This is especially important on counter attacks, as pockets of space left behind by the opposition’s midfielders are used by the forwards (Chiesa and Ribéry) to run into. Castrovilli can bypass the press and squeeze his way out of tight spaces via his superb close control, before playing his wingers into dangerous goalscoring areas.
As a free-roaming playmaker, Castrovilli is given the prime role of linking the attacking and midfield lines effectively, and he does so by utilizing his impressive passing ability. He boasts a passing accuracy of 80% in the league this season, completing nearly 31 passes per 90.
In the above picture, we see Castrovilli linking up with Pulgar in the middle. The Italian receives the ball in the middle of SPAL’s pressure and notices free space on the left, breaking the lines and finding teammate Marco Benassi with plenty of time and space.
A lot of his passes are forward thinking and as such, allow the attack to progress. His vision and spatial awareness enable him to judge potential passing channels in the final third and pick the forwards’s run, providing a laser-guided ball to either Chiesa or Ribéry.
Castrovillii’s dynamism in the middle is underscored by the number and quality of the runs he makes in and around the penalty area, constantly linking play with the left winger or a second midfielder. Fiorentina’s flexible 3-5-2 encourages forward-thinking players to drive forward, making both underlapping and overlapping runs with one another.
After making a smart run into the box, his sufficient height (5’11”) allows him to head the ball in from an incoming cross — 2 out of his 3 goals have come from headers, highlighting his aerial ability.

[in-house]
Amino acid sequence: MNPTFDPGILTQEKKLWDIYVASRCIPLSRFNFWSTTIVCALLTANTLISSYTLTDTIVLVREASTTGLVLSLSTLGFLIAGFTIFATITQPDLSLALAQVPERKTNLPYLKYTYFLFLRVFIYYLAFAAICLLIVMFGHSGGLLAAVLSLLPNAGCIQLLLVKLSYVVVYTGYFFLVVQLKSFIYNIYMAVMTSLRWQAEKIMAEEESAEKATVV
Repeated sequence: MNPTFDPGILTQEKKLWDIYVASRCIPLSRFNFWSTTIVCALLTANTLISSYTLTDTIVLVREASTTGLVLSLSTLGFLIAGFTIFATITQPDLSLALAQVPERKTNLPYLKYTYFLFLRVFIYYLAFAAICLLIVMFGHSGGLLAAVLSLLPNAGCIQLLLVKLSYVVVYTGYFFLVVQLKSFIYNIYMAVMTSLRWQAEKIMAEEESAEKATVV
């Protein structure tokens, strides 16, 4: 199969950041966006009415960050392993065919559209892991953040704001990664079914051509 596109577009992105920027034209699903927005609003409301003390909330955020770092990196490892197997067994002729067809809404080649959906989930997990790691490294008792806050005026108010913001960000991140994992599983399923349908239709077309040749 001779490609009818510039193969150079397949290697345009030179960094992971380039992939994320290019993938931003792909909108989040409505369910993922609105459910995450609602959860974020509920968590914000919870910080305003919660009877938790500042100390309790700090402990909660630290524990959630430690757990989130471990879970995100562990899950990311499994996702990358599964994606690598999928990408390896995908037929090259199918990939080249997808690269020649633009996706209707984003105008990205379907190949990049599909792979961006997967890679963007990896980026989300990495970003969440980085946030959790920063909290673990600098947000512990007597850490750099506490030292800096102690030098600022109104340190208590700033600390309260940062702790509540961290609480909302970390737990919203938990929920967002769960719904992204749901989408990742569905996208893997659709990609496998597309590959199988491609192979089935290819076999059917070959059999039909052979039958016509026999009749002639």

While he is a naturally gifted playmaker, he does not slouch on his defensive contributions and is solid at the back as well. Similarly to his attacking style, he has an aggressive approach to defending too; he is an energetic ball winner and is often seen pressing the opponent high up the pitch.
He is an efficient presser, ball winner and does not hesitate to track back and help his team out in certain situations where extra cover is needed; evident by his 23.5 pressures and 2.42 tackles per 90. In addition, he averages 5.92 recoveries per 90 and wins 57.1% of his defensive duels.
While his dribbling is one of his strongest assets, it can sometimes prove to be his side’s undoing, as seen in the radar below. His eagerness to drive play forward means he gets dispossessed very often and leads the team in turnovers in play (54).
Castrovilli gets caught out of position plenty of times as well, which can be catastrophic for Fiorentina when they are defending the counter. Furthermore, if he wants to reach the lofty heights of his compatriot Marco Verratti, he will have to improve the efficiency of his final ball.
Castrovilli is part of an exciting new batch of Italians such as Sandro Tonali, Nicolò Zaniolo, Nicolò Barella that will form an integral part of the Azzurri for years to come. In his first season in the Serie A, he has already established himself as an integral part of La Viola.
His versatility is imperative to his side and at just 23 years old, he is the prime dictator of their tempo. Although he perhaps isn’t ready to make a jump to a bigger side just yet, he has a very high ceiling and fits the profile of a player destined for greatness.
Featured Image: @GabFoligno